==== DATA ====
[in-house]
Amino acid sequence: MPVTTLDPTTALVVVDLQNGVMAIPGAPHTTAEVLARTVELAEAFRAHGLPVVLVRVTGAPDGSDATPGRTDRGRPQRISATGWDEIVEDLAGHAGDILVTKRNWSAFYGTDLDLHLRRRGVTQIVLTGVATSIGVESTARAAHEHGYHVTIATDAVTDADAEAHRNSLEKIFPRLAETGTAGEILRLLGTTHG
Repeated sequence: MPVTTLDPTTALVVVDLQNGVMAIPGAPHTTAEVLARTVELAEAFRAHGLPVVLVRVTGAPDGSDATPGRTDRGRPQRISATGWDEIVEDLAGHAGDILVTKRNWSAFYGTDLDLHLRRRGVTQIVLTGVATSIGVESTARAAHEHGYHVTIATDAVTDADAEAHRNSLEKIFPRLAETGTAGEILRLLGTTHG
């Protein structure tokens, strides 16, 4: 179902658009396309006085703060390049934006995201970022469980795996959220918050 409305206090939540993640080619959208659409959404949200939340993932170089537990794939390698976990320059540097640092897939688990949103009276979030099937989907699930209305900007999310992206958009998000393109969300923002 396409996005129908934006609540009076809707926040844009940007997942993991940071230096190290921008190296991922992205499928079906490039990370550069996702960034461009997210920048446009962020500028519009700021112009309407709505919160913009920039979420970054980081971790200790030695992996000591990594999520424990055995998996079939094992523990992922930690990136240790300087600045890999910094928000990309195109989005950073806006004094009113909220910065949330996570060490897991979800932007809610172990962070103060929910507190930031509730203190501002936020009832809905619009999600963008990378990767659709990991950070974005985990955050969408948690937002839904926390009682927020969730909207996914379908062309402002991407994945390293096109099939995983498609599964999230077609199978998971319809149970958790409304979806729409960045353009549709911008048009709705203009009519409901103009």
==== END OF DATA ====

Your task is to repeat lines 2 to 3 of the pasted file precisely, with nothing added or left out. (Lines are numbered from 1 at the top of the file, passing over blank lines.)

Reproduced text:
Amino acid sequence: MPVTTLDPTTALVVVDLQNGVMAIPGAPHTTAEVLARTVELAEAFRAHGLPVVLVRVTGAPDGSDATPGRTDRGRPQRISATGWDEIVEDLAGHAGDILVTKRNWSAFYGTDLDLHLRRRGVTQIVLTGVATSIGVESTARAAHEHGYHVTIATDAVTDADAEAHRNSLEKIFPRLAETGTAGEILRLLGTTHG
Repeated sequence: MPVTTLDPTTALVVVDLQNGVMAIPGAPHTTAEVLARTVELAEAFRAHGLPVVLVRVTGAPDGSDATPGRTDRGRPQRISATGWDEIVEDLAGHAGDILVTKRNWSAFYGTDLDLHLRRRGVTQIVLTGVATSIGVESTARAAHEHGYHVTIATDAVTDADAEAHRNSLEKIFPRLAETGTAGEILRLLGTTHG